Instruments flop about in my hands -- haste, or complexity, or formless creatures of the sea.
My muse, my guide, cannot speak. From her silence I draw forth purpose, like the cool water scooped from the heart of a fire. Perhaps a vow of Japanese simplicity, or merely a renewal of the turning back to face what I would change. I walk out against breakers, holding in either hand the flayed body of a fish.
Is this a spiritual passage? I glance about in search of books or people. The sky so blank, the bones washed of all horror. If these were sharks, their structure would be cartilage. Teliost, or not teliost. When we distinguish one thing from another, we begin to see the architecture of our mental surfaces -- as when a baby smiles at an equilateral triangle arranged to mimic two eyes, one mouth. But the waves compel a physical response, toes digging into sand, fingers curling. The skeleton of self moves forward, flexing its joints and leaning into the current --- like a halloween cartoon of animated bones.
This Art which is so precious mayIt's an image for the plasticity of the human brain, how the brain can undergo substantive change: you start with a dysfunctional fixed state, then dissolve it, then "make what is dissolved fly," and then fix it back down into something entirely new.
Be comprehended in these two verses.
Si fixum solvas faciasque volare solutum,
Et volucrem igas faciet te vivere tutum.
If you dissolve the fixed
And make what is dissolved fly
And fix the volatile
It will make you live happily.
Mr. Bird-Wing told me a story about being teased in public by his fellow students, so I asked him if he'd experienced a feeling of humiliation. "You just asked me that in order to humiliate me here and now, didn't you?" He made it sound like something sexy: strong woman doctor humiliates pretty young man. He said he knew it would be for his own good. He said he just knew that's what I was thinking, when I asked the question, that I asked it in order to "evoke certain feelings in him."
As he talked in painful, halting tones, I thought about a wing from my childhood: it was a piece broken off one of those gold-painted plaster statues. The golden wing of a plaster bird. I found it by a storm drain in my suburb. I kept it for years, as a magical token. This guy needs to care about himself the way I cared about that wing. Then I remembered another wing image: the night before I'd read a short story about a woman who reads the tea leaves of a Nazi war criminal. She sees a crowd of people in the leaves, with a shadow cast over all of them--a dark cloak, the wing-like cloak of Death.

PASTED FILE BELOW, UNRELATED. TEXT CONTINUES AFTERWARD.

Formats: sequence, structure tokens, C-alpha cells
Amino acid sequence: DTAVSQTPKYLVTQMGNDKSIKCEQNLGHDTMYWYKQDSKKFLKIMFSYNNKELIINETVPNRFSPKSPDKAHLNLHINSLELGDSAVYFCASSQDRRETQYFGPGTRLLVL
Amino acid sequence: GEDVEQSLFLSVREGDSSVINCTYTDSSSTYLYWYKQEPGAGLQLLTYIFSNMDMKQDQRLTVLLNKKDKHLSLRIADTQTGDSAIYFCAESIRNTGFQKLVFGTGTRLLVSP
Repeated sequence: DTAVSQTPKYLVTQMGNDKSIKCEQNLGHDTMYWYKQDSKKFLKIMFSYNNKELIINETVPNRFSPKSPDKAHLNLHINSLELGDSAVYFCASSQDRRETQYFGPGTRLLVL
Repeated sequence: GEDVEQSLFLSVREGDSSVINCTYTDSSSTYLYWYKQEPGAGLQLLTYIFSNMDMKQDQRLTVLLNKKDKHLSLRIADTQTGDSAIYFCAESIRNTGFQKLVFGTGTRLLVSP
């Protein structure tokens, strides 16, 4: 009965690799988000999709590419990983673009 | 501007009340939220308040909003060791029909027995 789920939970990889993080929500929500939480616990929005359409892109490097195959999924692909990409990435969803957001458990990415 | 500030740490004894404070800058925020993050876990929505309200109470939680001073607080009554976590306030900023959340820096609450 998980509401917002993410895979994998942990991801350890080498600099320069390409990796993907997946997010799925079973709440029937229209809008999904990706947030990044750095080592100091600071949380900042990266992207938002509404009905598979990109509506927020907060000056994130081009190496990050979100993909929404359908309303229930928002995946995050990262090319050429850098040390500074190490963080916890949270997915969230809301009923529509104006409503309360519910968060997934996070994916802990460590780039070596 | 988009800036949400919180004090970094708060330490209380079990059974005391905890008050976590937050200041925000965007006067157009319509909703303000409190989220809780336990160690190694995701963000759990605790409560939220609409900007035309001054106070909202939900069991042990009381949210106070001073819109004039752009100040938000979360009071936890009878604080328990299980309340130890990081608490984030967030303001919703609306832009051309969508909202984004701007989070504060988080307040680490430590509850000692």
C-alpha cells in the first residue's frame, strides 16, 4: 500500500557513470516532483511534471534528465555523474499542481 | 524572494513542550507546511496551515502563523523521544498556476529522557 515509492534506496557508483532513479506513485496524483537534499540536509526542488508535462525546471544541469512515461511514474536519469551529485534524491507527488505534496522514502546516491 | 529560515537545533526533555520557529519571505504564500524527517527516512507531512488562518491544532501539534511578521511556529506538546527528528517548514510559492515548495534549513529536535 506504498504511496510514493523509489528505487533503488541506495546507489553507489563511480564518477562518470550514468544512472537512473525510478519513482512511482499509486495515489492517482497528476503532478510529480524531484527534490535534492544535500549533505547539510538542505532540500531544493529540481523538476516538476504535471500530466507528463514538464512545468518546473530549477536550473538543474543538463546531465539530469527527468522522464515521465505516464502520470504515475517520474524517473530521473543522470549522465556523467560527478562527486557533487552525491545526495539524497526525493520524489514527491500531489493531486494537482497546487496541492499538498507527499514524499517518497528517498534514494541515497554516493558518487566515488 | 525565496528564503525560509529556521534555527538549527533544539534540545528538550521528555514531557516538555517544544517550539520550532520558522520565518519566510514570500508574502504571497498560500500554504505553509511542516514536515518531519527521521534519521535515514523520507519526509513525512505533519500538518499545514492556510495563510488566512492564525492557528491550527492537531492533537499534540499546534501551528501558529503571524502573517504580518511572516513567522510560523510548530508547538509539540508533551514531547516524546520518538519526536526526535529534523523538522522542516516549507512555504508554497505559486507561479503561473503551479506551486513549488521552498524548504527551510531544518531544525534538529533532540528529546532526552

So I pointed out to my patient that he was not seeing me as a neutral figure, but rather as a hostile tormentor.
I didn't say seductress -- I figure that for this guy, the aggressive stuff is probably more acceptable than the sexual. Or at least that he's not ready to hear about both in the same breath. Let him chew over the words I gave him (humiliation, neutral), and I'll be chewing on the ones that he gave me (pterygium, evoke).
I have two images of myself in hockey. In the one I prefer, I'm a wing -- light on my feet, dancing the ball down the sideline. In the one that's more accurate, I'm a fullback, angered by any intrusions into my territory, clashing valiantly with the halfback from the opposite side. And then I broke my nose. The real truth of my nose injury is that I let my mind drift a bit, and didn't anticipate the pass to the inner who cut down toward my side of the goal. The real truth is that she committed what in basketball would have been an offensive foul, forging forward when I had established position in front of her. But it would have been a close call -- whether I really had established position in time.
I was ambivalent about my aggressiveness, I think. My mother picked at me about it, and I sought to muffle it in food. My father reminded me of how morally reprehensible it was. And I've swallowed their teachings for lo, these many years.
I'm thinking back to when I tried out for the Princeton hockey team -- wearing my Mickey Mouse T-shirt, making the first cut. Puzzled and dumb, not knowing the language of the combinations -- it seemed that everyone else on the field had gone to East Coast prep schools. I worked hard, though, and I dimly remember that the coach was kind to me, wanting to see what I could be made into. Washing that T-shirt each night because I knew it was important to be identifiable. Three days of a kind of panicked glory -- being picked ("We'll take Mickey Mouse!") for the teams that would scrimmage after the try-out. Coming back to the dorm room utterly trashed.
Is this one of those times when your life loops back on itself? If this the time of the Princeton try-outs -- when I dropped out, terrified (more of making it than not making it), after the third day? Or is this the time when I'm making the transition from wing to fullback, from J.V. to varsity?
Was my nose injury a welcome excuse, or an embittering defeat? And what about my parents' role in that injury? They were so hostile, so unsympathetic.
Then I came downstairs, and saw a man in blue jeans and a blue denim hat, washing his white sports car in his driveway. The white car was spotless before he began to wash it, so spotless that I couldn't figure out what he planned to do to it (some violence?) when he first pulled the tangle of black hoses out from the back yard.
If I am lucky, I think, I will see this man wash his car again. It will become one of the rhythms of living in this house.
Copyright Fiona Webster 1996